who came to witness the sight, a clear and visible proof of the wonders of
which that spot had once been the scene, a testimony to the resurrection of the
Saviour clearer than any voice could give.
he wrote concerning the Erection of a Church,
both to the Governors of the
Provinces, and to the Bishop Macarius.
IMMEDIATELY after the transactions I have recorded, the emperor sent
forth injunctions which breathed a truly pious spirit, at the same time
granting ample supplies of money, and commanding that a house of prayer worthy
of the worship of God should be erected near the Saviour's tomb on a scale of
rich and royal greatness. This object he had indeed for some time kept in view,
and had foreseen, as if by the aid of a superior intelligence, that which
should afterwards come to pass. He laid his commands, therefore, on the
governors of the Eastern provinces, that by an abundant and unsparing
expenditure they should secure the completion of the work on a scale of noble
and ample magnificence. He also despatched the following letter to the bishop
who at that time presided over the church at Jerusalem, in which he clearly
asserted the saving doctrine of the faith, writing in these terms.
Excavations at the Discovery of the Holy Cross chapel
Letter to Macarius respecting the Building
of the Church of our Saviour.
"VICTOR CONSTANTINUS, MAXIMUS AUGUSTUS, to Macarius.
"SUCH is our Saviour's grace, that no power of language seems
adequate to describe the wondrous circumstance to which I am about to refer.
For, that the monument of his most holy Passion, so long ago buried beneath the
ground, should have remained unknown for so long a series of years, until its
reappearance to his servants now set free through the removal of him who was
the common enemy of all, is a fact which truly surpasses all admiration. For if
all who are accounted wise throughout the world were to unite in their
endeavors to say somewhat worthy of this event, they would be unable to attain
their object in the smallest degree. Indeed, the nature of this miracle as far
transcends the capacity of human reason as heavenly things are superior to
human affairs. For this cause it is ever my first, and indeed my only object,
that, as the authority of the truth is evincing itself daily by fresh wonders,
so our souls may all become more zealous, with all sobriety and earnest
unanimity, for the honor of the Divine law. I desire, therefore, especially,
that you should be persuaded of that which I suppose is evident to all beside,
namely, that I have no greater care than how I may best adorn with a splendid
structure that sacred spot, which, under Divine direction, I have disencumbered
as it were of the heavy weight of foul idol worship; a spot which has been
accounted holy from the beginning in God's judgment, but which now appears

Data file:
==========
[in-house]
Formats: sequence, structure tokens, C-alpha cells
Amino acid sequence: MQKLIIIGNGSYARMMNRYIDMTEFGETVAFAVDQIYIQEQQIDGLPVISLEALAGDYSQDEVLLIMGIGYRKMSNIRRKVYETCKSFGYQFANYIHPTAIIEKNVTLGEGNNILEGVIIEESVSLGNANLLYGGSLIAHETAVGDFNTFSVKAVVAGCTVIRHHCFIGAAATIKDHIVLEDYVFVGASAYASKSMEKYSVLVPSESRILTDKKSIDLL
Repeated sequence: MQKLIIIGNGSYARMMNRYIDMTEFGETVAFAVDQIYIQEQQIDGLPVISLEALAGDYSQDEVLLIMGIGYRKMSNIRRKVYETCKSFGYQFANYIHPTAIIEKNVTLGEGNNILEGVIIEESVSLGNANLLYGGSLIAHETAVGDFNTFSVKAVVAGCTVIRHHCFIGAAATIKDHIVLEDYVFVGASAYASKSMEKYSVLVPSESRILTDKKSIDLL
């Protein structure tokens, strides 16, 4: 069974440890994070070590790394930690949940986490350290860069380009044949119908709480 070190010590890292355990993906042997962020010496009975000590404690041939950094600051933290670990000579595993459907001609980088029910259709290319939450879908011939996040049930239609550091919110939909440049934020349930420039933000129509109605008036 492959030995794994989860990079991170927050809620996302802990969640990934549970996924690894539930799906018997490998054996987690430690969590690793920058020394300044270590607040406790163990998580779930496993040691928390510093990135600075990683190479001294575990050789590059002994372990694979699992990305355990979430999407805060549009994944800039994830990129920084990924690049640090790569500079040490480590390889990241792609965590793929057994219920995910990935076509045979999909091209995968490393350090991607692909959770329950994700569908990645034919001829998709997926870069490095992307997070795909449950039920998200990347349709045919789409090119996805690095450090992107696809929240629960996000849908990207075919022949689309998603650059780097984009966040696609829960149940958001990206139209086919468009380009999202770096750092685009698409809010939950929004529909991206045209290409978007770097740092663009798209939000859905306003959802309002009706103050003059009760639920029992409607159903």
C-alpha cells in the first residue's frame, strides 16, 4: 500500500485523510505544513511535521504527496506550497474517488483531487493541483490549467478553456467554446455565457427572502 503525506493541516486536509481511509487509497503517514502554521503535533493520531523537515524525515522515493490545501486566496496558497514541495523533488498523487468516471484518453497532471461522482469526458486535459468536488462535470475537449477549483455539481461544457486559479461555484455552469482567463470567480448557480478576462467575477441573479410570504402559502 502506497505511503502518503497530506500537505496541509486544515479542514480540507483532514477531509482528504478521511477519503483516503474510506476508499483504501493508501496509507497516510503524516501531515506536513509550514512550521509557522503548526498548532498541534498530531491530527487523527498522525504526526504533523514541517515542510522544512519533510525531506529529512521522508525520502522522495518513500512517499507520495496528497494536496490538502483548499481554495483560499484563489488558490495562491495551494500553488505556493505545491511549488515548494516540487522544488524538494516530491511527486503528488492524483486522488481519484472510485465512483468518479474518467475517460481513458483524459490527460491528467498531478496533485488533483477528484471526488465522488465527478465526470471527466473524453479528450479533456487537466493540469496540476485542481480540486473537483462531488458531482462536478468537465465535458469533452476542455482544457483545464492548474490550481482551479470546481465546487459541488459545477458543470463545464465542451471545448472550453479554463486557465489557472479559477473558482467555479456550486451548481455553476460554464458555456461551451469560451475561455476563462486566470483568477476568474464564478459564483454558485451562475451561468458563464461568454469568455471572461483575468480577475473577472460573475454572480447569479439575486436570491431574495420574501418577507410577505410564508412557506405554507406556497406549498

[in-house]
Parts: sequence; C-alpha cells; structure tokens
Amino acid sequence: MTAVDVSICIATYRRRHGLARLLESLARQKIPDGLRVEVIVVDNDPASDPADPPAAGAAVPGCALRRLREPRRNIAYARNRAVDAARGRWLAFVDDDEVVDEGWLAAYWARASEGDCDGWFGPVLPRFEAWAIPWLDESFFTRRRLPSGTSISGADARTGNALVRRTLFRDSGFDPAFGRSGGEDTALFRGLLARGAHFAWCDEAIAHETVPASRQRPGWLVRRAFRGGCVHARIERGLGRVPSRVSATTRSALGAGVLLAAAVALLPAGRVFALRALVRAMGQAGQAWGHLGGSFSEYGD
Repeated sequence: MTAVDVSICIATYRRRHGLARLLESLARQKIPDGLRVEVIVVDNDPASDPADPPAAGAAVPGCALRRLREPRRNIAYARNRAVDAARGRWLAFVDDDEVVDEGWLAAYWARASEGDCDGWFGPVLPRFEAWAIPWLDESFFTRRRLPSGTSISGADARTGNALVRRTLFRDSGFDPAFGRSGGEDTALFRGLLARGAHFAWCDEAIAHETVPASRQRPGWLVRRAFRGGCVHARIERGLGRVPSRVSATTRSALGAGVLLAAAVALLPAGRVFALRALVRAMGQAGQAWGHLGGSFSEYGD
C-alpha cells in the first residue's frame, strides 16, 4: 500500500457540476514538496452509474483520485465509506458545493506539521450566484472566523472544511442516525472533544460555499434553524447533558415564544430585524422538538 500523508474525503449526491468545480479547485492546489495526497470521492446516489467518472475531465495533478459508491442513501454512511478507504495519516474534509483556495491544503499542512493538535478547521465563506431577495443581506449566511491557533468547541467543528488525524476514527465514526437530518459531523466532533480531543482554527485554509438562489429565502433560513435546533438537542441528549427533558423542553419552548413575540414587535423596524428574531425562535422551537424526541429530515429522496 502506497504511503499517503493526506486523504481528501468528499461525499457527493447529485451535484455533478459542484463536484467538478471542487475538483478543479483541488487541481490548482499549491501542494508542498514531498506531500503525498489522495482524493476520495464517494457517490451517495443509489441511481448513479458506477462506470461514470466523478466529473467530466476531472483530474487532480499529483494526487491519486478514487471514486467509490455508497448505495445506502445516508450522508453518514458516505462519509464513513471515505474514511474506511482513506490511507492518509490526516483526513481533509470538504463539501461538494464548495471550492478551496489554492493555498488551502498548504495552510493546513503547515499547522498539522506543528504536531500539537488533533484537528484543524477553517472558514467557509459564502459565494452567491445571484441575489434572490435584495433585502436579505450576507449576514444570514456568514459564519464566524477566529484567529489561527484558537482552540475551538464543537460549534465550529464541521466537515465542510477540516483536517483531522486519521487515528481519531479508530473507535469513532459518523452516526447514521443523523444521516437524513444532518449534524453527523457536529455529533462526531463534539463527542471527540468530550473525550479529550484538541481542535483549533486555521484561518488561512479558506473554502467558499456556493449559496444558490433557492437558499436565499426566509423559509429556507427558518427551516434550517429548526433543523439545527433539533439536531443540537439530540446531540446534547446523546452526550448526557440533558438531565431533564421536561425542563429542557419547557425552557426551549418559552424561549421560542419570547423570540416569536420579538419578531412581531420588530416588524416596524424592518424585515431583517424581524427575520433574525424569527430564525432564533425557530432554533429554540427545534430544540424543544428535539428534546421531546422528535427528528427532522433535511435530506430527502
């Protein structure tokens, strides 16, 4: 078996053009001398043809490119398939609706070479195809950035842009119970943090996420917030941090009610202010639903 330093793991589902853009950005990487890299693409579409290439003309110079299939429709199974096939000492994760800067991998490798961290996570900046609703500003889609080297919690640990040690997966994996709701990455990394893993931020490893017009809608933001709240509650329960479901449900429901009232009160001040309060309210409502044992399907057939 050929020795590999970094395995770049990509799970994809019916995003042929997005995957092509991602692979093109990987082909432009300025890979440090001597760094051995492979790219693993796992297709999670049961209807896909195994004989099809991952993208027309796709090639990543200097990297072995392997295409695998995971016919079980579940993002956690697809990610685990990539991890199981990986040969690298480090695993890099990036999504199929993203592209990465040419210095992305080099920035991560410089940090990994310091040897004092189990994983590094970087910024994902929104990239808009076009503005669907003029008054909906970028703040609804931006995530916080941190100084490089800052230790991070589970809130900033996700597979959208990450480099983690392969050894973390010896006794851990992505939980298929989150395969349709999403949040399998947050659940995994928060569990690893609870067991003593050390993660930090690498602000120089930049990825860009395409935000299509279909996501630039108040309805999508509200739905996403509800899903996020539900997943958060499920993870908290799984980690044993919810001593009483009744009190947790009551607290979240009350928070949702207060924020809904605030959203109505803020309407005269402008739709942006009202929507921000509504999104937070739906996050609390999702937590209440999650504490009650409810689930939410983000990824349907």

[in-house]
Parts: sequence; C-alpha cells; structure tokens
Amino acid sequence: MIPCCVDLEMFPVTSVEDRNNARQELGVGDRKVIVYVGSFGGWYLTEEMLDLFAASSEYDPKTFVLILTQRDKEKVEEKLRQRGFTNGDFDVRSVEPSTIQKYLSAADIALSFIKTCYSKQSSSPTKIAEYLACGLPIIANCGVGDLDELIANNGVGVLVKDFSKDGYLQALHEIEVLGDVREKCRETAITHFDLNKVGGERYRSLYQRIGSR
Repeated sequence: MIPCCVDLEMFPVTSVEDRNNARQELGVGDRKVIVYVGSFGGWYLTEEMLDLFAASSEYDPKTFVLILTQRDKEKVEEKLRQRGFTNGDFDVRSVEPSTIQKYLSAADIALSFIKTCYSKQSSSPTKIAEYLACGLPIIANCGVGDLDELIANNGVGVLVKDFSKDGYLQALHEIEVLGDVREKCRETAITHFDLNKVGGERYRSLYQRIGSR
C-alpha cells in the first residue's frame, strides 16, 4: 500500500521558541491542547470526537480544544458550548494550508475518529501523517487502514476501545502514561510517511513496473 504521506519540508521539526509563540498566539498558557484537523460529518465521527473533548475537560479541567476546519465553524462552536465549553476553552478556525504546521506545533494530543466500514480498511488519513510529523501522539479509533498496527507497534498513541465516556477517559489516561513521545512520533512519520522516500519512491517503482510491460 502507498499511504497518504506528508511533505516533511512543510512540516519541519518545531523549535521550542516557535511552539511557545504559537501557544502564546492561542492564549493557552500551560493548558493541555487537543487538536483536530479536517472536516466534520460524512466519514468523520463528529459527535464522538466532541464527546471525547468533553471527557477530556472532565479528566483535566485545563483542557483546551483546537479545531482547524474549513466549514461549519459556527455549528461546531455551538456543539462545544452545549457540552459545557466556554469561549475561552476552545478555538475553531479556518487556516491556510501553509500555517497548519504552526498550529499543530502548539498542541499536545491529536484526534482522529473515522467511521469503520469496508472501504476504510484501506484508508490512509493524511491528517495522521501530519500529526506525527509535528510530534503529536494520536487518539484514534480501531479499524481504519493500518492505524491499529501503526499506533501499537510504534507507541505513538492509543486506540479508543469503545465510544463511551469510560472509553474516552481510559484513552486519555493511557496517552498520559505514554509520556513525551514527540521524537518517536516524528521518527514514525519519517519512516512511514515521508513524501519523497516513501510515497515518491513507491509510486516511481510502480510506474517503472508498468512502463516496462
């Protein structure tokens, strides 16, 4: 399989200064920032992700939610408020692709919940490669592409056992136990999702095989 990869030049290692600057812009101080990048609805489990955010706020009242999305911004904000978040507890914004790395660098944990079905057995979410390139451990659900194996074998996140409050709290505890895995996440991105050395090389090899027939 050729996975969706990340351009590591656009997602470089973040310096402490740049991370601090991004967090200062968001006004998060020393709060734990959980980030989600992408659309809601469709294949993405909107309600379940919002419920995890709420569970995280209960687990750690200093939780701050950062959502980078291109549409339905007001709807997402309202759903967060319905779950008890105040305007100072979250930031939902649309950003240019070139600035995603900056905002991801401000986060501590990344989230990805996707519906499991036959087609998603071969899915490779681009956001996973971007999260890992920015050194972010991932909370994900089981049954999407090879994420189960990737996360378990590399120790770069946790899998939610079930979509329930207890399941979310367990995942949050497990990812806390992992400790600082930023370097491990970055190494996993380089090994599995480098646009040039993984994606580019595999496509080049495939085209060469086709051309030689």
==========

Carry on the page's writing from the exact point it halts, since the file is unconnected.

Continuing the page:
holier still, since it has brought to light a clear assurance of our Saviour's
the Building should surpass all the Churches in the World
in the Beauty of its
Walls, its Columns, and Marbles.
"IT will be well, therefore, for your sagacity to make such
arrangements and provision of all things needful for the work, that not only
the church itself as a whole may surpass all others whatsoever in beauty, but
that the details of the building may be of such a kind that the fairest
structures in any city of the empire may be excelled by this. And with respect
to the erection and decoration of the walls, this is to inform you that our
friend Dracilianus, the deputy of the Praetorian Praefects, and the governor of
the province, have received a charge from us. For our pious directions to them
are to the effect that artificers and laborers, and whatever they shall
understand from your sagacity to be needful for the advancement of the work,
shall forthwith be furnished by their care. And as to the columns and marbles,
whatever you shall judge, after actual inspection of the plan, to be especially
precious and serviceable, be diligent to send information to us in writing, in
order that whatever quantity or sort of materials we shall esteem from your
letter to be needful, may be procured from every quarter, as required, for it
is fitting that the most marvelous place in the world should be worthily
Frescoes on the walls of the Chapel of the discovery of the Holy Cross
he instructed the Governors concerning the Beautifying
of the Roof; also
concerning Workmen, and Materials.
"WITH respect to the ceiling of the church, I wish to know from you
whether in your judgment it should be panel-ceiled, or finished with any other
kind of workmanship. If the panel ceiling be adopted, it may also be ornamented
with gold. For the rest, your Holiness will give information as early as